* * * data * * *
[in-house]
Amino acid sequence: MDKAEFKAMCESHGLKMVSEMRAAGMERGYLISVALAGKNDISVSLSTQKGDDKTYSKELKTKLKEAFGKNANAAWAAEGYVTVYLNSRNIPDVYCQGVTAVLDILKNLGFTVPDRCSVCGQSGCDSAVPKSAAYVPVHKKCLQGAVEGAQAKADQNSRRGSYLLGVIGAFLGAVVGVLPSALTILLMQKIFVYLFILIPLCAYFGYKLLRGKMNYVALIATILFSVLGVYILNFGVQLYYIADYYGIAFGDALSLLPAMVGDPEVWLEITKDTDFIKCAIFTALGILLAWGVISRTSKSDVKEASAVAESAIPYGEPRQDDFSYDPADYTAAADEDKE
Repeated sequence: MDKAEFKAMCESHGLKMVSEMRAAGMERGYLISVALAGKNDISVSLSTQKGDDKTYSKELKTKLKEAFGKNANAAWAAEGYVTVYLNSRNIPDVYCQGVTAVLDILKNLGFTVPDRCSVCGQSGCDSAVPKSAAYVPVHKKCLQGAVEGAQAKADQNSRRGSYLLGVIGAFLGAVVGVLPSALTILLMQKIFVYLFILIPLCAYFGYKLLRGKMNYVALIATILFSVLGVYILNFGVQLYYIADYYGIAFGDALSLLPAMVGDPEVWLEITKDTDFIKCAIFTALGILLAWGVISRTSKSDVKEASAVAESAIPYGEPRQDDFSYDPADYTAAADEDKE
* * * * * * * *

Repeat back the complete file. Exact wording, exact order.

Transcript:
[in-house]
Amino acid sequence: MDKAEFKAMCESHGLKMVSEMRAAGMERGYLISVALAGKNDISVSLSTQKGDDKTYSKELKTKLKEAFGKNANAAWAAEGYVTVYLNSRNIPDVYCQGVTAVLDILKNLGFTVPDRCSVCGQSGCDSAVPKSAAYVPVHKKCLQGAVEGAQAKADQNSRRGSYLLGVIGAFLGAVVGVLPSALTILLMQKIFVYLFILIPLCAYFGYKLLRGKMNYVALIATILFSVLGVYILNFGVQLYYIADYYGIAFGDALSLLPAMVGDPEVWLEITKDTDFIKCAIFTALGILLAWGVISRTSKSDVKEASAVAESAIPYGEPRQDDFSYDPADYTAAADEDKE
Repeated sequence: MDKAEFKAMCESHGLKMVSEMRAAGMERGYLISVALAGKNDISVSLSTQKGDDKTYSKELKTKLKEAFGKNANAAWAAEGYVTVYLNSRNIPDVYCQGVTAVLDILKNLGFTVPDRCSVCGQSGCDSAVPKSAAYVPVHKKCLQGAVEGAQAKADQNSRRGSYLLGVIGAFLGAVVGVLPSALTILLMQKIFVYLFILIPLCAYFGYKLLRGKMNYVALIATILFSVLGVYILNFGVQLYYIADYYGIAFGDALSLLPAMVGDPEVWLEITKDTDFIKCAIFTALGILLAWGVISRTSKSDVKEASAVAESAIPYGEPRQDDFSYDPADYTAAADEDKE